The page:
By A Web Design
- Created on Sunday, 17 June 2012 22:47
The SS Richard Montgomery is an American Liberty ship which ran aground and broke up during the Normandy invasion. It was loaded to the gunwales with explosives destined for a port in France, and had been waiting at the Royal Navy dockyards at Sheerness till it was her turn to go. While waiting, the ship ran aground and broke up in the heavy surf, spilling it's cargo. A civilian company was given the job of removing the 6,000 tons of munitions aboard the Richard Montgomery, and the operation lasted a month till the ship went to pieces and the cargo holds flooded. Much of the cargo is still in her to this day.
The area is marked and monitored by radar, but the deadly cargo still sits at the bottom. It seems too much time has passed to safely get the cargo nuetralized and she sits there biding her time till what? It's possible that corrosion and the movement during tides or storms can set off what's left of the cargo. And it won't be some small explosion either. This was demonstrated by another ship that was in this same predicament, although it's end was catastrophic.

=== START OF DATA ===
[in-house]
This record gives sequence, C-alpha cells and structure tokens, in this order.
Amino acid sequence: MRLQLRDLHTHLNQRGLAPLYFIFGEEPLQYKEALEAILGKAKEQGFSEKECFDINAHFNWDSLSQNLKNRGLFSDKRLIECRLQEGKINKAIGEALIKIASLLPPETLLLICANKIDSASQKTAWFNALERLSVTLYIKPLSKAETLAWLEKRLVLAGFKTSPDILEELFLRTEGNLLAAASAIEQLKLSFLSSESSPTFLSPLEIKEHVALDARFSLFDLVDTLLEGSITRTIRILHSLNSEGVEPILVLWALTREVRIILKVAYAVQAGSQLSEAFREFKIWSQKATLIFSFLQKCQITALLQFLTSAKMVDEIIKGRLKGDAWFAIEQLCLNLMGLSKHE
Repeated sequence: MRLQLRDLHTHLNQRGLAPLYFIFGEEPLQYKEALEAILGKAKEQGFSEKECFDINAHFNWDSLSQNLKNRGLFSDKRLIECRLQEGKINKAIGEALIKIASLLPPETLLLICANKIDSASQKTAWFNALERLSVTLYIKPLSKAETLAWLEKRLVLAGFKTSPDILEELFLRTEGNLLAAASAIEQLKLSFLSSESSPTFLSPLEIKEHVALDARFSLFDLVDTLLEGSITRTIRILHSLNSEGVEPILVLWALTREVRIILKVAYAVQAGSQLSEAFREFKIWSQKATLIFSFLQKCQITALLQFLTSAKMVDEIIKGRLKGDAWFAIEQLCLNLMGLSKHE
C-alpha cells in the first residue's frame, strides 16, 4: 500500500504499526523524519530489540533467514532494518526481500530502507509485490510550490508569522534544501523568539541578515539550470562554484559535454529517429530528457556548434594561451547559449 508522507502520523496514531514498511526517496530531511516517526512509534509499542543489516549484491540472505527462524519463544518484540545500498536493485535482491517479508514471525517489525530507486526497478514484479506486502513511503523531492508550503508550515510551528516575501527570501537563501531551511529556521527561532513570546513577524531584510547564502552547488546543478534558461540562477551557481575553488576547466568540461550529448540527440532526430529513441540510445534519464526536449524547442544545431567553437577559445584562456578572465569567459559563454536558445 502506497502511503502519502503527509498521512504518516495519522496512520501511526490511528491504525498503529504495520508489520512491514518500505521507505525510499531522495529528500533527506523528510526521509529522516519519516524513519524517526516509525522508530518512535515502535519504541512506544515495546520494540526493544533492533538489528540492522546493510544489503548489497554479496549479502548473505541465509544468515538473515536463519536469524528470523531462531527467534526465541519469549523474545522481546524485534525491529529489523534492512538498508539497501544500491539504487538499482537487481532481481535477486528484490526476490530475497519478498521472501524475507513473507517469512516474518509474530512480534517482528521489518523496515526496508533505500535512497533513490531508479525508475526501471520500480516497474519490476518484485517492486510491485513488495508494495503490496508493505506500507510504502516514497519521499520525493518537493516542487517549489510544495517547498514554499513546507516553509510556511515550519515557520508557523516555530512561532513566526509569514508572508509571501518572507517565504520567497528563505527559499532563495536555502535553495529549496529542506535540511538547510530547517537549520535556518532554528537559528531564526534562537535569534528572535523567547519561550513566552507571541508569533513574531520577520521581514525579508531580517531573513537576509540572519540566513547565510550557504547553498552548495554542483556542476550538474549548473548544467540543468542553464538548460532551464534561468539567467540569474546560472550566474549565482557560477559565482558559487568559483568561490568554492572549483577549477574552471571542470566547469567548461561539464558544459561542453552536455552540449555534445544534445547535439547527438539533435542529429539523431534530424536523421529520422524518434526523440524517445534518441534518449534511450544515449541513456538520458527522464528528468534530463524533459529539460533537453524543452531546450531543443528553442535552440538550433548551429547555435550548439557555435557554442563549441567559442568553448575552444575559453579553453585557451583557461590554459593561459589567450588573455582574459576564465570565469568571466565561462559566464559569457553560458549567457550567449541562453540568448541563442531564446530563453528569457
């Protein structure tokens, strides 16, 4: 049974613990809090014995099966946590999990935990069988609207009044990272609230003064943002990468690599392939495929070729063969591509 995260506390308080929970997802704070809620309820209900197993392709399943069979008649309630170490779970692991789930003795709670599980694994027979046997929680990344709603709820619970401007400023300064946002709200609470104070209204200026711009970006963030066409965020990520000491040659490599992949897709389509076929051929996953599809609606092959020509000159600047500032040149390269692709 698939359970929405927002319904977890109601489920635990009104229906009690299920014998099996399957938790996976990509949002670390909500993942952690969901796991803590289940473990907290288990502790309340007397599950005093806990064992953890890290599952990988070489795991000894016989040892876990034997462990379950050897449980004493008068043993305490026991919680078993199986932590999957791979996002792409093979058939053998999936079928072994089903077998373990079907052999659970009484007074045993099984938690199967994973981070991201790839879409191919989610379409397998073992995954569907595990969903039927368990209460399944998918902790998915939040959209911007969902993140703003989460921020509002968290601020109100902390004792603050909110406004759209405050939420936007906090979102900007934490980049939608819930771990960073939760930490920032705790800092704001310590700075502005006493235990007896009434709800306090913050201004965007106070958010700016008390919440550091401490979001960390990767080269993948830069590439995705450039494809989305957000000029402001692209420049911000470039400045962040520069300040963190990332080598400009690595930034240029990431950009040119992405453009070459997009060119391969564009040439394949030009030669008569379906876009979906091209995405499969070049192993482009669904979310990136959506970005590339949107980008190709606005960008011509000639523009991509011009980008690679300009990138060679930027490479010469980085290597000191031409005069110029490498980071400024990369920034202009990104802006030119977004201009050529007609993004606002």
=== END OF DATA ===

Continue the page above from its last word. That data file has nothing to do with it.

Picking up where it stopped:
The SS Kielce was originally The Edgar Wakerman, but was transferred to Poland during the war under the lend lease act, and after the war, was used by the US Transport Command to deliver supplies to US soldiers in Europe. It collided with another ship in 1946 and sank with an unknown quantity of munitions on board. It also sat on the bottom for years off Folkestone in the English Channel till a salvage company was recruited to clean the mess up. While detonating cutting charges to carve the boat open, the cargo unexpectedly went off, digging a 20 ft crater in the seabed, tearing up Folkstone (though maybe not as much as had been claimed from insurance companies) and being logged as a 4.5 seismic event up to 5000 miles away.
So the Richard Montgomery waits there with her huge complement of mostly aerial bombs full of conventional TNT, silently brooding about her fate. A possiblitity of ships colliding with the wreck seem to be mitigated by the signs around the area, but a lost ship in the dark, who knows? The ship site is being eroded by tides and waves, and the current position is to do nothing, and leave it's deadly cargo resting in the mouth of the Thames.